Buenos Aires Jazz Festival 2009: Growing Into a Tradition
Buenos Aires International Jazz Festival '09, Part 1
December 3-8, 2009
In the land of the tango, Argentinaspecifically the stylish city of Buenos Airesthere is a movement afoot to bring great jazz to the land, expand the audience for the music, and increase public exposure for the growing number of outstanding jazz musicians in that South American country.
That movement is the driving force behind the Buenos Aires International Jazz Festival, whose second edition took place in December 2009. Artistic director Adrian Iaies plans to make it an annual event, a tradition. The Buenos Aires Jazz.09 Festival Internacional he put together was bigger and maybe bolder than that of the inaugural year of 2008. It showcased a number of superb South American groups and musicians, as well as artists from Spain, France and the United States. Styles of music ranged from heavily American-influencedswing to bebopto music with touches of tango, to free-from avant-garde. Listeners were as apt to hear the music of Monk,Mingus or Herbie Hancock as original music, though there was plenty of the latter.
American pianist Fred Hersch was the headliner, performing with his trio (Matt Penman on bass and Nasheet Waits on drums), as well giving a solo recital and playing another concert with his trio augmented by local musicians.
The event was a success, well attended in its club and theater venues, as well as at its outdoor concerts on the terrace of the city's Cultural Center in the barrio of Recoleta. The outdoor performances were free of charge, allowing access to the music for many residents and tourists who may have been unaware of the festival, in the area instead to enjoy the beautiful park and museums, or the basic grandeur of the neighborhood, or perhaps visiting the famous Recoleta Cemetery (a maze of amazing mausoleums that includes the resting place of Evita Peron). The crowds on the terrace were good and very receptive. Notably, a great many were of the younger set, digging the music no matter what the genre and soaking up the great vibes.
"The main point is that we are trying to start with the tradition," says Iaies, himself one of the great musical resources of the city and a three-time Latin Grammy nominee as a pianist and composer. "Put down the roots of a tradition of the festival, not only programming concert after concert." He adds, "We must support the musicians ... to stimulate (the jazz scene) and make it different (for musicians) from the regular gigs and playing standards."
Iaies is a man of passion, joyous in spirit. To converse with the director during the festival at any of the nine venues is to expect he will have to break away at various points to greet musicians and industry people who seek a bit of his time. Each is welcomed graciously and warmly. He's involved. He's committed, and backed up fervently by his ever-busy, yet always accommodating artistic producer Daniel Arano.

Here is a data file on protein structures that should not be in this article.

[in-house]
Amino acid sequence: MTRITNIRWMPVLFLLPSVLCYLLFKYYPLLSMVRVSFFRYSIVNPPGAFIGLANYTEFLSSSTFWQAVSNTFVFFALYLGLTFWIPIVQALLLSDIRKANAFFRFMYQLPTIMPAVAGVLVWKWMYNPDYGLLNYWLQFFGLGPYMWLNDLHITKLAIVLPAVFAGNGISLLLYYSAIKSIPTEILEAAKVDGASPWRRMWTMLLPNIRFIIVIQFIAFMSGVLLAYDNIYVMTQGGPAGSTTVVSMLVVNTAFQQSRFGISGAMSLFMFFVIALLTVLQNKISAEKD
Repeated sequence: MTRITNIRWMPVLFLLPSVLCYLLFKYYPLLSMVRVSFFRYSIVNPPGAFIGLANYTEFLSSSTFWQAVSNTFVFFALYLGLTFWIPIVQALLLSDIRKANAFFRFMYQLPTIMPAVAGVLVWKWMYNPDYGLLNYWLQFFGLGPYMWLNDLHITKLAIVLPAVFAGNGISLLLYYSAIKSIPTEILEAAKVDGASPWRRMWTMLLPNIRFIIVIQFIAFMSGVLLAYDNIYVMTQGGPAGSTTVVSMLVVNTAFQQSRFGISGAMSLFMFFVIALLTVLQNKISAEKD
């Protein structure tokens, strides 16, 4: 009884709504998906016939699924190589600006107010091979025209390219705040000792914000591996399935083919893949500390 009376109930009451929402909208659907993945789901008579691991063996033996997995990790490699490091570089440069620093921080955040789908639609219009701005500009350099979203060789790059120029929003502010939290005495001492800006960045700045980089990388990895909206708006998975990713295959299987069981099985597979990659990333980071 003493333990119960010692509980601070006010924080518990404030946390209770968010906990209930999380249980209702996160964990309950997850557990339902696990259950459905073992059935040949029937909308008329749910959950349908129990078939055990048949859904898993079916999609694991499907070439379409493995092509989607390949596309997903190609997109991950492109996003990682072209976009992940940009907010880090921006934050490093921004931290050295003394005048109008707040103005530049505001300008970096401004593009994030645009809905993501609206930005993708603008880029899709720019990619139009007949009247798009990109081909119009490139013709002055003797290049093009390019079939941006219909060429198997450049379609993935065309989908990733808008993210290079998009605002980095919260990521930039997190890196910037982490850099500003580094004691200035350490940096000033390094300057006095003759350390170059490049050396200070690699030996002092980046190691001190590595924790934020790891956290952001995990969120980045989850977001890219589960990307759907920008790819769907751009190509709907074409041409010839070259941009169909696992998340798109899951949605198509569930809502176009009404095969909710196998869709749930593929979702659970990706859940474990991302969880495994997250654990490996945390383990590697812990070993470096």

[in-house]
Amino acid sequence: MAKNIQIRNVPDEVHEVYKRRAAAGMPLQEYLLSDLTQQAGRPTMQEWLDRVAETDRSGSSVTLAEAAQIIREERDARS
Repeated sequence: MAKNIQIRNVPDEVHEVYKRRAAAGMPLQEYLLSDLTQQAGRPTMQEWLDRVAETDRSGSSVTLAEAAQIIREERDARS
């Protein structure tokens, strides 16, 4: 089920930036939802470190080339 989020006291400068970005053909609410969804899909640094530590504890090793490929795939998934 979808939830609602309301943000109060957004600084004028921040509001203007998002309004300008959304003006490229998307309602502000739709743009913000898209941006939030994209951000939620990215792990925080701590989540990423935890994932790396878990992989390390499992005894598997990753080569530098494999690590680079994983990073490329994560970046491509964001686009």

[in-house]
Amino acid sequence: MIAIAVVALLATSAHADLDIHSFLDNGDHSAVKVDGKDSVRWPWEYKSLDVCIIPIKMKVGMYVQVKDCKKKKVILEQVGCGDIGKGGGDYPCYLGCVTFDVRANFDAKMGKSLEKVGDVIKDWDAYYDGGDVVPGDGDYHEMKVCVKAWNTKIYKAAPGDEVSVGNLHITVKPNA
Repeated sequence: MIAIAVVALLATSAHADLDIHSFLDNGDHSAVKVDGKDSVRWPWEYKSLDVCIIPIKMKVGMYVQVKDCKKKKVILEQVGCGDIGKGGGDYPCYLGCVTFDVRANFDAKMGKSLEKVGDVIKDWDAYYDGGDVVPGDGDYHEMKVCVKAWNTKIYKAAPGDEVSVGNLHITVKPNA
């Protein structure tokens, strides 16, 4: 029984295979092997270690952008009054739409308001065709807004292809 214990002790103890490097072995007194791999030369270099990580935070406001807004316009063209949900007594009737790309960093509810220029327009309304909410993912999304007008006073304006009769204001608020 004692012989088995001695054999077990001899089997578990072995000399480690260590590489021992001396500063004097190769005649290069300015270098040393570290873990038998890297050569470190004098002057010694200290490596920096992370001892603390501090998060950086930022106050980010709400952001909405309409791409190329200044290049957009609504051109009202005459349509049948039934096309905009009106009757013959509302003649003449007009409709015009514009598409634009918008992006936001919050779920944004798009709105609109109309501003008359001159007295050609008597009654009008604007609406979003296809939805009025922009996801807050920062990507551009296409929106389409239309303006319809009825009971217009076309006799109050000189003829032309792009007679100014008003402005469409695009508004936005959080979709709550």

"Buenos Aires has a jazz festival and must have a jazz festival," says Iaies. "It is a must." He notes that the city has always been a desirable place for concerts by heavy hitters like Herbie Hancock, Oscar Peterson, Dave Holland and many others. But Argentinians who attend those concerts don't necessarily know much about who is playing great jazz in their own backyard. His trio opened for Ron Carter twice, but Iaies says more people know him from those gigs than from his stellar work in Buenos Aires and elsewhere. He hopes the Buenos Aires festival starts to change situations like that.
"Argentinean jazz has no problem," says Iaies. "The artistic quality is high. We have musicians put into a position to play with Fred Hersch or Ben Monder or Steve Cardenas," the latter two being the other American musicians who performed at the 2009 festival. But local musicians "don't have the international experience to play other countries. I hope if I link them with other musicians at the festival, the international experience will help them... increase the possibility of crossing over (to international opportunities)."
Hersch formally opened the festivities December 3 with a concert by his trio. The event was sold out, attended by not only fans, but many of the musicians who would be playing in the ensuing days. Buenos Aires Minister of Culture Hernan Lombardi also made an appearance. Hersch is one of the more renowned pianists in jazz and his sophistication and intensity as an artist made an impression. Earlier in the day, he conducted a master class at Teatro Presidente Alvear, where he spoke to students not about chord progressions and notes, but about ways to free themselves up, approach music in different and fresh ways, to avoid stiffness and open up avenues for creating in the moment.